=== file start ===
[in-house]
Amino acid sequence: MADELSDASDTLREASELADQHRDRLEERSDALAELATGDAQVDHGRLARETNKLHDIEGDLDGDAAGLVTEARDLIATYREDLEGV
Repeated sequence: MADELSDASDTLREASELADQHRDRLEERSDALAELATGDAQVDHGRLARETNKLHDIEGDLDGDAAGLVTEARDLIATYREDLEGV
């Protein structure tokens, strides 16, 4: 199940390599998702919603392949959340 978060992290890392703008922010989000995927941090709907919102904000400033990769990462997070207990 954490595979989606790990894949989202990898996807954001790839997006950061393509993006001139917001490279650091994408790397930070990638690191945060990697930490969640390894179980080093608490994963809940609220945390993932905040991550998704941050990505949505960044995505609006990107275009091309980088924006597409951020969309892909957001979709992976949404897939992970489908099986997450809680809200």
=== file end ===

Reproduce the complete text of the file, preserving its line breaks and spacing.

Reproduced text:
[in-house]
Amino acid sequence: MADELSDASDTLREASELADQHRDRLEERSDALAELATGDAQVDHGRLARETNKLHDIEGDLDGDAAGLVTEARDLIATYREDLEGV
Repeated sequence: MADELSDASDTLREASELADQHRDRLEERSDALAELATGDAQVDHGRLARETNKLHDIEGDLDGDAAGLVTEARDLIATYREDLEGV
């Protein structure tokens, strides 16, 4: 199940390599998702919603392949959340 978060992290890392703008922010989000995927941090709907919102904000400033990769990462997070207990 954490595979989606790990894949989202990898996807954001790839997006950061393509993006001139917001490279650091994408790397930070990638690191945060990697930490969640390894179980080093608490994963809940609220945390993932905040991550998704941050990505949505960044995505609006990107275009091309980088924006597409951020969309892909957001979709992976949404897939992970489908099986997450809680809200």